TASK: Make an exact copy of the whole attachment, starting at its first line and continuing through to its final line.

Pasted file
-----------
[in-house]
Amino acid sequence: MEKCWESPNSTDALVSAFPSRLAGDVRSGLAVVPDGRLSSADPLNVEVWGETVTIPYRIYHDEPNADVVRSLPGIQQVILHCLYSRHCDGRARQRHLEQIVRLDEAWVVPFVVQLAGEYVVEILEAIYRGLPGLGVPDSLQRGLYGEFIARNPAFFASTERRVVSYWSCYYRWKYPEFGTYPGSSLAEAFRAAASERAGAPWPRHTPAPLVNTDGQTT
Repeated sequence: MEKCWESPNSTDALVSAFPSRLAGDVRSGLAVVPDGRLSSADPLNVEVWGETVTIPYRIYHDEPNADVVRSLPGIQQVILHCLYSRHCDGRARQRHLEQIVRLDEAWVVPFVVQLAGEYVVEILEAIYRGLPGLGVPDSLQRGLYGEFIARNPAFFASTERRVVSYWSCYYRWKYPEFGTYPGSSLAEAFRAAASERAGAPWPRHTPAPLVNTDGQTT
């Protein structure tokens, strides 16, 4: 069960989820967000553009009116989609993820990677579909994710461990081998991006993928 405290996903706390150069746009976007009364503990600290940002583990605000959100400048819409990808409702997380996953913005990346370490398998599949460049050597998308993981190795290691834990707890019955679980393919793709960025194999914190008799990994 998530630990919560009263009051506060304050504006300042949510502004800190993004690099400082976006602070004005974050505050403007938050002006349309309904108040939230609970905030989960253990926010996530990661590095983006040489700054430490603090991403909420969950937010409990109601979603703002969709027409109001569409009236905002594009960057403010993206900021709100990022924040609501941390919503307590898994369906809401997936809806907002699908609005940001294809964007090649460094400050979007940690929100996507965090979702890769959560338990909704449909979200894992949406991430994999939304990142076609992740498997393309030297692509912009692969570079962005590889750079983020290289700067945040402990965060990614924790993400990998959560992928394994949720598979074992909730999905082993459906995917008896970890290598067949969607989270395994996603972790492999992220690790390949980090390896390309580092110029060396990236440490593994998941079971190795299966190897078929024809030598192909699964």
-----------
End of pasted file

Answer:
[in-house]
Amino acid sequence: MEKCWESPNSTDALVSAFPSRLAGDVRSGLAVVPDGRLSSADPLNVEVWGETVTIPYRIYHDEPNADVVRSLPGIQQVILHCLYSRHCDGRARQRHLEQIVRLDEAWVVPFVVQLAGEYVVEILEAIYRGLPGLGVPDSLQRGLYGEFIARNPAFFASTERRVVSYWSCYYRWKYPEFGTYPGSSLAEAFRAAASERAGAPWPRHTPAPLVNTDGQTT
Repeated sequence: MEKCWESPNSTDALVSAFPSRLAGDVRSGLAVVPDGRLSSADPLNVEVWGETVTIPYRIYHDEPNADVVRSLPGIQQVILHCLYSRHCDGRARQRHLEQIVRLDEAWVVPFVVQLAGEYVVEILEAIYRGLPGLGVPDSLQRGLYGEFIARNPAFFASTERRVVSYWSCYYRWKYPEFGTYPGSSLAEAFRAAASERAGAPWPRHTPAPLVNTDGQTT
């Protein structure tokens, strides 16, 4: 069960989820967000553009009116989609993820990677579909994710461990081998991006993928 405290996903706390150069746009976007009364503990600290940002583990605000959100400048819409990808409702997380996953913005990346370490398998599949460049050597998308993981190795290691834990707890019955679980393919793709960025194999914190008799990994 998530630990919560009263009051506060304050504006300042949510502004800190993004690099400082976006602070004005974050505050403007938050002006349309309904108040939230609970905030989960253990926010996530990661590095983006040489700054430490603090991403909420969950937010409990109601979603703002969709027409109001569409009236905002594009960057403010993206900021709100990022924040609501941390919503307590898994369906809401997936809806907002699908609005940001294809964007090649460094400050979007940690929100996507965090979702890769959560338990909704449909979200894992949406991430994999939304990142076609992740498997393309030297692509912009692969570079962005590889750079983020290289700067945040402990965060990614924790993400990998959560992928394994949720598979074992909730999905082993459906995917008896970890290598067949969607989270395994996603972790492999992220690790390949980090390896390309580092110029060396990236440490593994998941079971190795299966190897078929024809030598192909699964």